More than a third of high school students in the United States reported experiencing poor mental health during the COVID-19 pandemic, according to a new survey by the Centers for Disease Control and Prevention.
What You Need To Know
- More than a third of high school students in the United States reported experiencing poor mental health during the COVID-19 pandemic, according to a new survey by the Centers for Disease Control and Prevention
- Forty-four percent said they persistently felt sad or hopeless over the previous year, up from 37% in 2019
- More than half of high schoolers said they experienced emotional abuse by a parent or other adult inside their homes, including being sworn at or insulted; 11% said they experienced physical abuse
- The data are even more concerning for lesbian, gay and bisexual students, as well as female adolescents
- The survey did not explore the relationship between the pandemic response — including school closures and virtual learning — and mental health
The health agency conducted the survey of about 7,700 ninth- to 12th-graders from January to June 2021. Thirty-seven percent said they experienced poor mental health during the pandemic and 44% said they persistently felt sad or hopeless over the previous year, up from 37% in 2019.
More than half of high schoolers said they experienced emotional abuse by a parent or other adult inside their homes, including being sworn at or insulted. Eleven percent said they experienced physical abuse.
And 24% of students said they went hungry because there was not enough food in their homes.
“Our data make it clear that young people experienced significant disruption and adversity during the pandemic and are experiencing a mental health crisis,” said Kathleen Ethier, director of the CDC’s division of adolescent and school health.
The data are even more concerning for lesbian, gay and bisexual students, as well as female adolescents.
Lesbian, gay and bisexual students were more than twice as likely to report suffering from poor mental health than their heterosexual counterparts (64% vs. 30%), 56% more likely to be emotionally abused in the home (78% vs. 50%), twice as likely to be physically abused (20% vs. 10%) and about five times as likely to attempt suicide (26% vs. 5%).
Female students, meanwhile, were twice as likely to suffer from poor mental health than males (49% vs. 24%), 34% more likely to be emotionally abused (63% vs. 47%) and more than twice as likely to attempt suicide (12.4% vs. 5.3%).
Ethier suggested certain groups might have been affected by “stigma” factors, including bullying.
“I think some of the same factors that are related to mental health prior to the pandemic are also related to mental health issues during the pandemic,” she said. “The role of social isolation, I think, is really key. So to the degree to which young people feel connected definitely positively enhances their mental health.”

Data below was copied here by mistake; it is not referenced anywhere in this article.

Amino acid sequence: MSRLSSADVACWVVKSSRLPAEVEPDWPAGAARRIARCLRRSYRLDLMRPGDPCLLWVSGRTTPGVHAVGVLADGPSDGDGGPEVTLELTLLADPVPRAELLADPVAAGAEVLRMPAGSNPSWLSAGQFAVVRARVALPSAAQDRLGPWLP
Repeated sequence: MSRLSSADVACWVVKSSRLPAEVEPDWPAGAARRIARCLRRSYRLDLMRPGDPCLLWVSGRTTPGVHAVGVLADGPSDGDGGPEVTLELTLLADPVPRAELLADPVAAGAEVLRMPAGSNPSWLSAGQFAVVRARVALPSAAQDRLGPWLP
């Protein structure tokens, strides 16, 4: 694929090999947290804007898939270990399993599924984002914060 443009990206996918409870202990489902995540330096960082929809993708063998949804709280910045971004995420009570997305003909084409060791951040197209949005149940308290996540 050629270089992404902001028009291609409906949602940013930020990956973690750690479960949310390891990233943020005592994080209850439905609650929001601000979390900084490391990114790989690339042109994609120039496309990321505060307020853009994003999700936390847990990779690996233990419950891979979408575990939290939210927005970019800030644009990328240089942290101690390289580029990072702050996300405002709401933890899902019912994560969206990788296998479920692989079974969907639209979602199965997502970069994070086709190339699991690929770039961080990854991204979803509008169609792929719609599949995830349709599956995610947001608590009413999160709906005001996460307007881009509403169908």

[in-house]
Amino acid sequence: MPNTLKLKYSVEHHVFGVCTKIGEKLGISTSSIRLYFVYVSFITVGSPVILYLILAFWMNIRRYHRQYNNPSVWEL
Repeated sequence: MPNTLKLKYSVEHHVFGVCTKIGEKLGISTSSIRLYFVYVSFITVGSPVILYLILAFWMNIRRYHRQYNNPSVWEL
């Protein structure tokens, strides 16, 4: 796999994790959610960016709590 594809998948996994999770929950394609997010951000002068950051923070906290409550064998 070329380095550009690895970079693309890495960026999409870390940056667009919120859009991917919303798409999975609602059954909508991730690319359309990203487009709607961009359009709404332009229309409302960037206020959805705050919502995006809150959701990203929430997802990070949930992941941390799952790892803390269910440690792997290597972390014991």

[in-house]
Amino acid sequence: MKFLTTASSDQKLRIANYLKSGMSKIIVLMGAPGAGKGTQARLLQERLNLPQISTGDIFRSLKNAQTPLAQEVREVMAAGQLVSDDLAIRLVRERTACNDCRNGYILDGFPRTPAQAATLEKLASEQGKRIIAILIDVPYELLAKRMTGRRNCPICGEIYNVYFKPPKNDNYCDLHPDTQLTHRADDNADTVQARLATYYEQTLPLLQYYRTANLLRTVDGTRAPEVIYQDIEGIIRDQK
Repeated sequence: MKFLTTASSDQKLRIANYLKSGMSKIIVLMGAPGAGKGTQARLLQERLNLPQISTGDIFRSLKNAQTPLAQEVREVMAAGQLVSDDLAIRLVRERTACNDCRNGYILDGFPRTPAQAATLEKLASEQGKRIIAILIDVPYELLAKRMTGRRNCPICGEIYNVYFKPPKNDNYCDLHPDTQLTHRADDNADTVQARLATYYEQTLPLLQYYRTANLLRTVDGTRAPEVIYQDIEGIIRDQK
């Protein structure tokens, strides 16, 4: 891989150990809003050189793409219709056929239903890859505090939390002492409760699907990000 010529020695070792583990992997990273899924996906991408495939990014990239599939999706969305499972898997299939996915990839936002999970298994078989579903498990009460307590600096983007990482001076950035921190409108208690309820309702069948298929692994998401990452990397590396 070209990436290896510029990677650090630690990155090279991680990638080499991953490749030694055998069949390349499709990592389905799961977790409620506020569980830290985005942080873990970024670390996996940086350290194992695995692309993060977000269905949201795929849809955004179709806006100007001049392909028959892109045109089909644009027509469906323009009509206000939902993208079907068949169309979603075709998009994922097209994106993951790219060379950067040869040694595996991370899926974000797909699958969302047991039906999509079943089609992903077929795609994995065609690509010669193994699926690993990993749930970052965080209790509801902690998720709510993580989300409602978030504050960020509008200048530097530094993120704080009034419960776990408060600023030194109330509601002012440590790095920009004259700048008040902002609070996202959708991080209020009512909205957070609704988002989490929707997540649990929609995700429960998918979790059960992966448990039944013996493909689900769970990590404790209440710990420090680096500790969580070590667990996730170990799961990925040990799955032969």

Being further isolated during the pandemic, Ethier said, likely exacerbated those issues.
The analysis did not ask about students’ gender identity, but Ethier said other studies indicate that transgender teens experience greater levels of violent.
“So we would expect to see potentially more extreme outcomes for transgender youth,” she said.
The CDC officials added that there was a clear correlation in mental health between students who felt a sense of being cared for, supported and belonging at school — called “school connectedness” — and those who did not.
Poor mental health can affect students’ grades, as well as lead to increased risk of using drugs, experiencing violence and affecting sexual behaviors.
“These problems can have lasting negative effects well into adulthood,” said Dr. Jonathan Mermin, director of the CDC’s National Center for HIV, Viral Hepatitis, STD and TB Prevention.
Mental health among high school students was already on the decline before the pandemic, the health officials noted. The rate of persistent feelings of sadness or hopelessness had climbed from 26% to 37% from 2009 to 2019, while the rate of students who said they had seriously considered suicide jumped from 14% to 19% over the same time.
The survey did not explore the relationship between the pandemic response — including school closures and virtual learning — and mental health. But Ethier said, “I think what this study does show is just the levels of disruption, the degree to which families were experiencing stress and the impact of that stress on young people.”
She added the survey’s findings could help school officials address mental health in the future.
The survey also asked students about whether they had experienced racism both before and during the pandemic. Asian (64%), Black (55%) and mixed-race (55%) students reported the highest levels. The survey could not determine how much the pandemic might have contributed to reported racism.